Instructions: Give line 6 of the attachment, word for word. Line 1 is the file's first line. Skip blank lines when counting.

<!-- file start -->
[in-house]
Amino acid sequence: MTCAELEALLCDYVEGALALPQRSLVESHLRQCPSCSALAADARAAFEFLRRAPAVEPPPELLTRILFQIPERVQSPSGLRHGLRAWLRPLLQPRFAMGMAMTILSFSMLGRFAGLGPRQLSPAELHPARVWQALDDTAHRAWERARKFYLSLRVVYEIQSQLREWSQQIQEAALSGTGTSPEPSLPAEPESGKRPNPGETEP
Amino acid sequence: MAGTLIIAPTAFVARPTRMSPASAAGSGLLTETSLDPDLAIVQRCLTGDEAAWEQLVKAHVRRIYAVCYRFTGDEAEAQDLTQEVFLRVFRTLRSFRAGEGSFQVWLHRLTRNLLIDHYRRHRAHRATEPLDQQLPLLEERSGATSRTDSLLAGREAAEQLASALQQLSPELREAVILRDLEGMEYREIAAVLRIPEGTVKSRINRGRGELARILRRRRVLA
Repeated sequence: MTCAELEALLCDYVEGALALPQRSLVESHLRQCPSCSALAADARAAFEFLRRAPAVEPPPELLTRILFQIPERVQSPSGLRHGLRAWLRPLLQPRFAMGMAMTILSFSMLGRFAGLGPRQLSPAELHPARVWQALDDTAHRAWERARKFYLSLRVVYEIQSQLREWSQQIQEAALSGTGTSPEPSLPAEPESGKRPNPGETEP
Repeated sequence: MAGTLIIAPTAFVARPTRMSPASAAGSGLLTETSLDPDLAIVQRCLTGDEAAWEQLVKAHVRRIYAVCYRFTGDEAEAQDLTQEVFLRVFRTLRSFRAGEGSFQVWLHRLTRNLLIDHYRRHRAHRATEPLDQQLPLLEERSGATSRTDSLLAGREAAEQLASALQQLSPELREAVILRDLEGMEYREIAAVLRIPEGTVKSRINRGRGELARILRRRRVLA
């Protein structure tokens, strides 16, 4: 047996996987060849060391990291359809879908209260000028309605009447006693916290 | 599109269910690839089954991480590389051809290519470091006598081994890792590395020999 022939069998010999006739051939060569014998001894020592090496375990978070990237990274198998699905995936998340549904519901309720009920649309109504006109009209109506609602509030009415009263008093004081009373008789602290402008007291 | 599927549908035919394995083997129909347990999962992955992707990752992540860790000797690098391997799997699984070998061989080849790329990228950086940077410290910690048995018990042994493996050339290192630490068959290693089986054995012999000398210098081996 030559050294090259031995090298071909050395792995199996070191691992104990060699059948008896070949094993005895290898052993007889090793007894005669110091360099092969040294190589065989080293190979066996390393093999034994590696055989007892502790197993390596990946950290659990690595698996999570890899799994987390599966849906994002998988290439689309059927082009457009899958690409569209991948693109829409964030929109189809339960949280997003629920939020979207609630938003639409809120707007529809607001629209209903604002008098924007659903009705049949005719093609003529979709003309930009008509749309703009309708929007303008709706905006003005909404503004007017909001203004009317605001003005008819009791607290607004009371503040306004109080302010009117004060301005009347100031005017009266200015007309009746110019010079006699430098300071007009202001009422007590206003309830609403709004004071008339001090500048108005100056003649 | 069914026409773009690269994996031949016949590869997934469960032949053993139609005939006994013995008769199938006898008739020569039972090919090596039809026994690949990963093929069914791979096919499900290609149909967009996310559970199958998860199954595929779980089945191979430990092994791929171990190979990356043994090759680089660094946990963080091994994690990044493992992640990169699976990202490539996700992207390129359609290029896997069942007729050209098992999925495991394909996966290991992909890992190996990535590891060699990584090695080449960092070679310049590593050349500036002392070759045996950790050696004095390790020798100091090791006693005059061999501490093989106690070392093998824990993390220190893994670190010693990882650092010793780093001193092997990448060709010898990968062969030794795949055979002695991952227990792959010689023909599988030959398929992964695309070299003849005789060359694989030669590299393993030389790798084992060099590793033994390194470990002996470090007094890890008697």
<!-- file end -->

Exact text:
């Protein structure tokens, strides 16, 4: 047996996987060849060391990291359809879908209260000028309605009447006693916290 | 599109269910690839089954991480590389051809290519470091006598081994890792590395020999 022939069998010999006739051939060569014998001894020592090496375990978070990237990274198998699905995936998340549904519901309720009920649309109504006109009209109506609602509030009415009263008093004081009373008789602290402008007291 | 599927549908035919394995083997129909347990999962992955992707990752992540860790000797690098391997799997699984070998061989080849790329990228950086940077410290910690048995018990042994493996050339290192630490068959290693089986054995012999000398210098081996 030559050294090259031995090298071909050395792995199996070191691992104990060699059948008896070949094993005895290898052993007889090793007894005669110091360099092969040294190589065989080293190979066996390393093999034994590696055989007892502790197993390596990946950290659990690595698996999570890899799994987390599966849906994002998988290439689309059927082009457009899958690409569209991948693109829409964030929109189809339960949280997003629920939020979207609630938003639409809120707007529809607001629209209903604002008098924007659903009705049949005719093609003529979709003309930009008509749309703009309708929007303008709706905006003005909404503004007017909001203004009317605001003005008819009791607290607004009371503040306004109080302010009117004060301005009347100031005017009266200015007309009746110019010079006699430098300071007009202001009422007590206003309830609403709004004071008339001090500048108005100056003649 | 069914026409773009690269994996031949016949590869997934469960032949053993139609005939006994013995008769199938006898008739020569039972090919090596039809026994690949990963093929069914791979096919499900290609149909967009996310559970199958998860199954595929779980089945191979430990092994791929171990190979990356043994090759680089660094946990963080091994994690990044493992992640990169699976990202490539996700992207390129359609290029896997069942007729050209098992999925495991394909996966290991992909890992190996990535590891060699990584090695080449960092070679310049590593050349500036002392070759045996950790050696004095390790020798100091090791006693005059061999501490093989106690070392093998824990993390220190893994670190010693990882650092010793780093001193092997990448060709010898990968062969030794795949055979002695991952227990792959010689023909599988030959398929992964695309070299003849005789060359694989030669590299393993030389790798084992060099590793033994390194470990002996470090007094890890008697």